"...the sound of rejoicing, the sound of happiness, the sound of the groom, the sound of the bride, the sound of the married couple exulting from their canopy..."

Is this in fact the correct translation? I couldn't find a precedent for the word "chatanim" being used in any context except for the text of Sheva Berachot. So without such evidence for or against, I'll just say that it makes the most sense and explains things better than any other translation I could come up with. I'd like to hear other ideas though, if anyone still reads this blog. :-)

Tuesday, August 30, 2005

Ha'Am Im Gush Katif II

In the end, after all the effort we put in, we are apparently not having visitors from Gush Katif. Presumably the government actually managed to find them temporary housing like it was supposed to.

I'm sure there is a moral lesson to be drawn from this as well.

Friday, August 19, 2005

Ha'Am Im Gush Katif

Ever felt guilty that while you certainly sympathized with the victims of the piguim or the disengagement or whatever tragedy was going on at that point, while sitting in the isolation of Teaneck or even Raanana you couldn't help or even really feel a part of the people who were actually there?

Today, in some small measure, I can feel that I really took part, and made a difference, in the events.

The government was too irresponsible to find housing for all the Gaza expellees in advance. Since Gush is on break and there are only ten or so students (all foreign) around, the yeshiva offered them the use of its dormitories until the students return in two weeks. Thus, 300 ex-residents of Netzarim will be joining us at Gush next Sunday night.

We found out about this at 10:30 or so, and soon left morning seder (yes, even in bein hazmanim) in order to tidy, sweep, and wash the 180 or so rooms of yeshiva housing, alongside the Gush maintenance staff. Over the course of the day, five or six students who were out of town were contacted and came back to help us. By 6 PM, we had finished preparing the large majority of the rooms for visitors.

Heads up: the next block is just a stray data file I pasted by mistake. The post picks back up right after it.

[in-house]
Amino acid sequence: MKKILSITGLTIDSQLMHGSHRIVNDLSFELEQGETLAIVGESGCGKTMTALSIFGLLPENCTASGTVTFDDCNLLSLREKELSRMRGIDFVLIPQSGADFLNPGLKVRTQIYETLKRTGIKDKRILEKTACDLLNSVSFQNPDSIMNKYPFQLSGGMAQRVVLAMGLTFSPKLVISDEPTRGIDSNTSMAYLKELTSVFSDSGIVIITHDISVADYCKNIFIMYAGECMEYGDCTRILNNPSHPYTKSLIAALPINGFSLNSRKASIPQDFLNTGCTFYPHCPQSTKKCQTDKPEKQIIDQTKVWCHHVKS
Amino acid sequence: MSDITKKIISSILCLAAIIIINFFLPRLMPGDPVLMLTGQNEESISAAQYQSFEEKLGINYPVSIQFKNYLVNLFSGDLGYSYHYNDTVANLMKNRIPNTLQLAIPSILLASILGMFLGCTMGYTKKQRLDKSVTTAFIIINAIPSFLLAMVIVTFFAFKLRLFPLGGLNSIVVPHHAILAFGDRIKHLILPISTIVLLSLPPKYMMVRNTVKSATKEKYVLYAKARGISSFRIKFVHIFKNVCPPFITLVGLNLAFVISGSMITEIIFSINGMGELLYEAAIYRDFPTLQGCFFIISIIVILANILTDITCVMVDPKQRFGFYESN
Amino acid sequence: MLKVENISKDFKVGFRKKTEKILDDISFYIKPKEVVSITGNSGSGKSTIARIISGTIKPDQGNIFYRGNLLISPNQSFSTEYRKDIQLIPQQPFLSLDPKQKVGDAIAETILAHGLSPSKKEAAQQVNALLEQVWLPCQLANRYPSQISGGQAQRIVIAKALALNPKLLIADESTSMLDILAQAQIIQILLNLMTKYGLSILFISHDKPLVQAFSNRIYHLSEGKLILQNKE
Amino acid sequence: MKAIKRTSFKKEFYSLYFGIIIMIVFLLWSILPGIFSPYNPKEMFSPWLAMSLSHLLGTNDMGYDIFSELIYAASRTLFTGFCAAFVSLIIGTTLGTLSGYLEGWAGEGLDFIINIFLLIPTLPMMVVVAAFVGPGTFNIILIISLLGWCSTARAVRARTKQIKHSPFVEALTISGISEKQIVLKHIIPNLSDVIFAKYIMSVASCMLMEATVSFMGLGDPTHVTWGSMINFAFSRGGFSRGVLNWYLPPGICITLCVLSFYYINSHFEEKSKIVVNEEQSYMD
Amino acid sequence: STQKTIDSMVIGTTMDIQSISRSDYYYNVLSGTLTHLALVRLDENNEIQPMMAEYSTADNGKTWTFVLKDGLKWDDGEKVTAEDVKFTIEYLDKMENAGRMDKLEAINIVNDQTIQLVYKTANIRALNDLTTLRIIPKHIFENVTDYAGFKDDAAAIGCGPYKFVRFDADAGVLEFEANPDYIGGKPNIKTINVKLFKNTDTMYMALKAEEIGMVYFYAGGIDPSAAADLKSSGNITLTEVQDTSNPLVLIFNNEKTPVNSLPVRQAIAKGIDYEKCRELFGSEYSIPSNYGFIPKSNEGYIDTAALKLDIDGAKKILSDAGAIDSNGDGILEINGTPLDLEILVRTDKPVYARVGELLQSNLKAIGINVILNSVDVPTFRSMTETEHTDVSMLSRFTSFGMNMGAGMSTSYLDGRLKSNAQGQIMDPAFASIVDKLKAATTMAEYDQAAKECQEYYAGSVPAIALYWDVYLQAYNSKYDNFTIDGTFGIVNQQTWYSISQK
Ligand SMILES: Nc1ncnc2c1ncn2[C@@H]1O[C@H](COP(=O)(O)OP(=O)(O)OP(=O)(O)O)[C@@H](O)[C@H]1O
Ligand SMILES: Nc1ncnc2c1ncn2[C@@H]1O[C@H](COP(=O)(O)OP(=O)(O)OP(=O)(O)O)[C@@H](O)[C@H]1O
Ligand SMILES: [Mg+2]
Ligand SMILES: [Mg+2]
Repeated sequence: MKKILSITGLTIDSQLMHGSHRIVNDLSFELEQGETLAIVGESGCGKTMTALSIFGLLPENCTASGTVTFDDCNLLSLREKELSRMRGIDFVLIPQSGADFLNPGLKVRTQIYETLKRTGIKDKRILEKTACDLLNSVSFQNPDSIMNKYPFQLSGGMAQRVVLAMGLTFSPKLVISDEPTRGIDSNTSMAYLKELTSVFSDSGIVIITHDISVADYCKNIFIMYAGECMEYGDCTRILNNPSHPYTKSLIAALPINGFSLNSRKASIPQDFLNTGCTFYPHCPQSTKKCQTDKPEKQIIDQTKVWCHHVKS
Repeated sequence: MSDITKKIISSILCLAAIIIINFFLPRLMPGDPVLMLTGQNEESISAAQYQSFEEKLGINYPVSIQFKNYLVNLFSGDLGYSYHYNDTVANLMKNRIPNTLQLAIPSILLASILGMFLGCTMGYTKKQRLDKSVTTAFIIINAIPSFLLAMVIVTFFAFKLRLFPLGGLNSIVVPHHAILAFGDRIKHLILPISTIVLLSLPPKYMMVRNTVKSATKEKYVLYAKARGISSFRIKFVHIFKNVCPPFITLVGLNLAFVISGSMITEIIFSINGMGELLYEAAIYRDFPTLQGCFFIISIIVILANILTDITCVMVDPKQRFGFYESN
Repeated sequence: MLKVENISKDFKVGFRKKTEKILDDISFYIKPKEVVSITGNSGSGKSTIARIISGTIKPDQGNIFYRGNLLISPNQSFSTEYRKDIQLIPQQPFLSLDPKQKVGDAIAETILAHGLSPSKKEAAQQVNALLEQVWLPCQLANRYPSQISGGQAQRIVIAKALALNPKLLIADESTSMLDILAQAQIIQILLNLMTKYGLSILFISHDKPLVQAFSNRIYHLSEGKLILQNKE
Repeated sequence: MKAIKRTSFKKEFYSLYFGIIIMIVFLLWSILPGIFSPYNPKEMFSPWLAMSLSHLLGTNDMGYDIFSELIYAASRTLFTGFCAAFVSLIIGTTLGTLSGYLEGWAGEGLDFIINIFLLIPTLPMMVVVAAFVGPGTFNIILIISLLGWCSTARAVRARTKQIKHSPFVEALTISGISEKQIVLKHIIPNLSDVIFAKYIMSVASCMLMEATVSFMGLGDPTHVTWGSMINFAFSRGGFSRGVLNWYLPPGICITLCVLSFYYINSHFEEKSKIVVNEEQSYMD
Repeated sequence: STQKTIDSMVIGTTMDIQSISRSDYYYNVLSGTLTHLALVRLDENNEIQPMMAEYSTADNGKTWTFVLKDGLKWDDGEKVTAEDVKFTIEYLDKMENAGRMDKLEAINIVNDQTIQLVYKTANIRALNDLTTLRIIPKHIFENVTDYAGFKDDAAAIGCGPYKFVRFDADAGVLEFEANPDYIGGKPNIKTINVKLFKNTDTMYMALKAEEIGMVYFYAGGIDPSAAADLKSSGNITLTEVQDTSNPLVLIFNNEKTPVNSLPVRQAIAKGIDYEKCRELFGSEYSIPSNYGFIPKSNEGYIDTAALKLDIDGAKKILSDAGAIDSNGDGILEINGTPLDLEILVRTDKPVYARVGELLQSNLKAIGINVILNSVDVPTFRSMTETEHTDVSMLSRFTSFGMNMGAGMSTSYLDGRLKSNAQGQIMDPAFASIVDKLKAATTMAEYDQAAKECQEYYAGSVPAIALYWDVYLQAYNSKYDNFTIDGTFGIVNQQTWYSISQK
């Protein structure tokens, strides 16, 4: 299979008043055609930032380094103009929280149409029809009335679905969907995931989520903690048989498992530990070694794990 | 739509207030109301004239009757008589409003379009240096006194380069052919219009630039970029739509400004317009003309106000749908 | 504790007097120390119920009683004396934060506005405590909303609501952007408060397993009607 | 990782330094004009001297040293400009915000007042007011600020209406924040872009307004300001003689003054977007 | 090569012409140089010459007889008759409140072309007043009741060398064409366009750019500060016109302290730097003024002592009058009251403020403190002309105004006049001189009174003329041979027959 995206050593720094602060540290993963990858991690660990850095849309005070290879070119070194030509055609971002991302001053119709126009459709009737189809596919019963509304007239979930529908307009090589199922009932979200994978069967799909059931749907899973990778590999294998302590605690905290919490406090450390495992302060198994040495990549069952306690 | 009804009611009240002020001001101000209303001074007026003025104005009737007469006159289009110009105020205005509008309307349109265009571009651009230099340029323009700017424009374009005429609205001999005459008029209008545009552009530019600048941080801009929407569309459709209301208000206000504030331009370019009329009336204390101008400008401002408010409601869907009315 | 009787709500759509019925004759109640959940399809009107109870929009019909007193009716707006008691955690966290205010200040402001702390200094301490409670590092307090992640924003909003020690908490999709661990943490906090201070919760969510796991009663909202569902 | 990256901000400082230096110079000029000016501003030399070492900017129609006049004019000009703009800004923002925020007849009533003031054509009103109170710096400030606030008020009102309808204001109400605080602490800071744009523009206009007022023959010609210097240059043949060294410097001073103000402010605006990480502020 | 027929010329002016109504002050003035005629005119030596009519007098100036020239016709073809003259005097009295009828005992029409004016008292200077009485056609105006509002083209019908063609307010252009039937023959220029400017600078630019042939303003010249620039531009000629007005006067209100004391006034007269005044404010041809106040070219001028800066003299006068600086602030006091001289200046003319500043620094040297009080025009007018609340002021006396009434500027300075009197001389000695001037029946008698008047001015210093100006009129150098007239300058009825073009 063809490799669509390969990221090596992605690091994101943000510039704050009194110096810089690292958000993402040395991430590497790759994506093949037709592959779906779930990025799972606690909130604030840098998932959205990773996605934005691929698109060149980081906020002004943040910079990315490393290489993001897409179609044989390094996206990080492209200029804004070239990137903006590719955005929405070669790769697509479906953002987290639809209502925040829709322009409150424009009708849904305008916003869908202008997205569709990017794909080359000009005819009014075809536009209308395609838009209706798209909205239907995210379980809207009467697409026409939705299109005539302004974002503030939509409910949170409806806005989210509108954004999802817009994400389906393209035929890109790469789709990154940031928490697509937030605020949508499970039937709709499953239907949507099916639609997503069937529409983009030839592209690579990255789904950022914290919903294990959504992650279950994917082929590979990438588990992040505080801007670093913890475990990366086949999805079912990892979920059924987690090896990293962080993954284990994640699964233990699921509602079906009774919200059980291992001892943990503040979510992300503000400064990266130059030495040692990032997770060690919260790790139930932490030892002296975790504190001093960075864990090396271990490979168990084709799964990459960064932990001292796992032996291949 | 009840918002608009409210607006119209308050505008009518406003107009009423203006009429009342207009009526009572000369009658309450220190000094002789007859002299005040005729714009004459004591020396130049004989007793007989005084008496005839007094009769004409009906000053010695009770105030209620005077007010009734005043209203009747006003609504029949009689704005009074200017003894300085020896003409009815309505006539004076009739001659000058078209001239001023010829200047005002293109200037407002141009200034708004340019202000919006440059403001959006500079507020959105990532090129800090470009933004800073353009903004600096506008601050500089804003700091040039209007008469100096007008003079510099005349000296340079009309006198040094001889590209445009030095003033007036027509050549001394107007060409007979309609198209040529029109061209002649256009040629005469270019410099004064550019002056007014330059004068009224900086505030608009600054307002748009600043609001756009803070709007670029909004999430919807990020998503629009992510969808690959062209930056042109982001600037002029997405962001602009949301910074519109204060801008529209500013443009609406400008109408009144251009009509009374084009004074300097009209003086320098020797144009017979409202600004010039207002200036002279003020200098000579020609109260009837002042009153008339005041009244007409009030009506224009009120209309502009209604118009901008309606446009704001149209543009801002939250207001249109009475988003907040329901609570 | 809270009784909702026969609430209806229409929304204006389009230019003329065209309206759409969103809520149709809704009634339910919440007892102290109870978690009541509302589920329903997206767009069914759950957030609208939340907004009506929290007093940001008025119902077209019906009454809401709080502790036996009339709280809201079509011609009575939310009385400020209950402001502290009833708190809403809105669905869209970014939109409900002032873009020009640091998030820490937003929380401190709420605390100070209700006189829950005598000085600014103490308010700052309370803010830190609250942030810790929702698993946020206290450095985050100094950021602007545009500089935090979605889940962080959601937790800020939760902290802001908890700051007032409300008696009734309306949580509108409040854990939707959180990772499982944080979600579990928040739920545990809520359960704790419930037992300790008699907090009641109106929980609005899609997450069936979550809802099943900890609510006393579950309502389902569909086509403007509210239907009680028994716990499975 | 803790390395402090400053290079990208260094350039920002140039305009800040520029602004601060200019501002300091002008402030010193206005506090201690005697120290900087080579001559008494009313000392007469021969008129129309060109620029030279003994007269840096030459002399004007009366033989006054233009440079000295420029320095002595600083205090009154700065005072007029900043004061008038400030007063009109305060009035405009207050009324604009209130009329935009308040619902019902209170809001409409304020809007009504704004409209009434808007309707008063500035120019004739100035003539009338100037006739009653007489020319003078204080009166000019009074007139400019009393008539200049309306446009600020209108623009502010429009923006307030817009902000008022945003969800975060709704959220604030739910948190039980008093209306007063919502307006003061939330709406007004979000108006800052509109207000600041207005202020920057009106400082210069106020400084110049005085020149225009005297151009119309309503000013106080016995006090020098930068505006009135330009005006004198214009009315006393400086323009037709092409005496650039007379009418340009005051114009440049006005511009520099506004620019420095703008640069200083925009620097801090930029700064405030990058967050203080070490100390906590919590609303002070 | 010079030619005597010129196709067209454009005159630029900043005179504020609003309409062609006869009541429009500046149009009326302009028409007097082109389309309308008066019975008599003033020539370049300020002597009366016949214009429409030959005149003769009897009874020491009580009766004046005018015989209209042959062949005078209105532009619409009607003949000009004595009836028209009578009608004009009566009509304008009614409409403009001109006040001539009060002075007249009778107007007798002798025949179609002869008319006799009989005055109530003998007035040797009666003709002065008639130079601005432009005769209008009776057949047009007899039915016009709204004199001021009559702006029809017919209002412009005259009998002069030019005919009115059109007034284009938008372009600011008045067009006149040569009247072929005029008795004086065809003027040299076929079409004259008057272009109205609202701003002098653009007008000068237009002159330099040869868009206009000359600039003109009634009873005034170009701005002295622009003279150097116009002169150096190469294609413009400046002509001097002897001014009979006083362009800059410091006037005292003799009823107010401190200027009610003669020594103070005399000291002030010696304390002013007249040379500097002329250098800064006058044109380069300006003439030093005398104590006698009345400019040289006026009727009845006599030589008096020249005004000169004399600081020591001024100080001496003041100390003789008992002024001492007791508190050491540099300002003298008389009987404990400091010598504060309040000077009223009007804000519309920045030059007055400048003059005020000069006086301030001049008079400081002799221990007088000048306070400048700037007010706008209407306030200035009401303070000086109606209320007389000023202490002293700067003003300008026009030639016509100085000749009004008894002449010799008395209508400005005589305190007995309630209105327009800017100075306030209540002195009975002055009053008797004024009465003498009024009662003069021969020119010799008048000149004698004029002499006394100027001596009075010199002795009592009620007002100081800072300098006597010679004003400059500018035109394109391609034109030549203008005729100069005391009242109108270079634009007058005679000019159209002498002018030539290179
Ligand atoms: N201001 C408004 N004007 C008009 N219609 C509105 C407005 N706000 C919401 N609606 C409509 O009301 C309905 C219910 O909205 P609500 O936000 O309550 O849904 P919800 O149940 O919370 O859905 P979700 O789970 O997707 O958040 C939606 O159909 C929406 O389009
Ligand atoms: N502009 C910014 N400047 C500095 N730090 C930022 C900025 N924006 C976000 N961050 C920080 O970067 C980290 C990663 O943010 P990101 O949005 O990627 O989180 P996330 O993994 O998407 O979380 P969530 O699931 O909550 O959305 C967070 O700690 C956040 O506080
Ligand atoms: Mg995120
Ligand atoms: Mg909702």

Needless to say, this was not how we'd planned to spend the day. To make things even better, most of us ten were kicked out of our own rooms! (If you were lucky, your room became a "machsan" in which you could stay along with the property left in several nearby rooms which had been evacuated. I was not lucky.) Right now, every possession of mine except the clothes on my back is locked in such a machsan. I'll sleep in my empty room until the evacuees come, but after that, who knows.

Someone here suggested that we were experiencing a small portion of what the Gush Katif residents are going through. I would revise that by distinguishing between types of suffering. In terms of simple inconvenience and disruption, our troubles might actually be comparable to theirs. In terms of the much greater pain of being expelled from the home you built or grew up in, having your livelihood destroyed and your personal and national dreams crushed, there is of course no comparison.

Nevertheless, I'm still forced to make some sacrifice due to the disengagement, and what is more, my efforts should make things easier for those who are suffering much more than me. With the same purpose in mind, there are fliers in the Alon Shevut synagogue asking people to come help a certain farmer reconstruct his greenhouses on a new plot of land, as well as for a program in which each Gush Katif family is paired with an Alon Shevut family to welcome them and to help them out for their first few days after being expelled. I'm sure this is not particular to Alon Shevut, and that many other communities are doing much of the same.

It is much too late to try to prevent the disengagement, no matter how many people are still holding out in Homesh or Atzmona. Right now, immediate logistical and emotional support to those who have left is the most meaningful - and most satisfying - service that the rest of Israel can provide.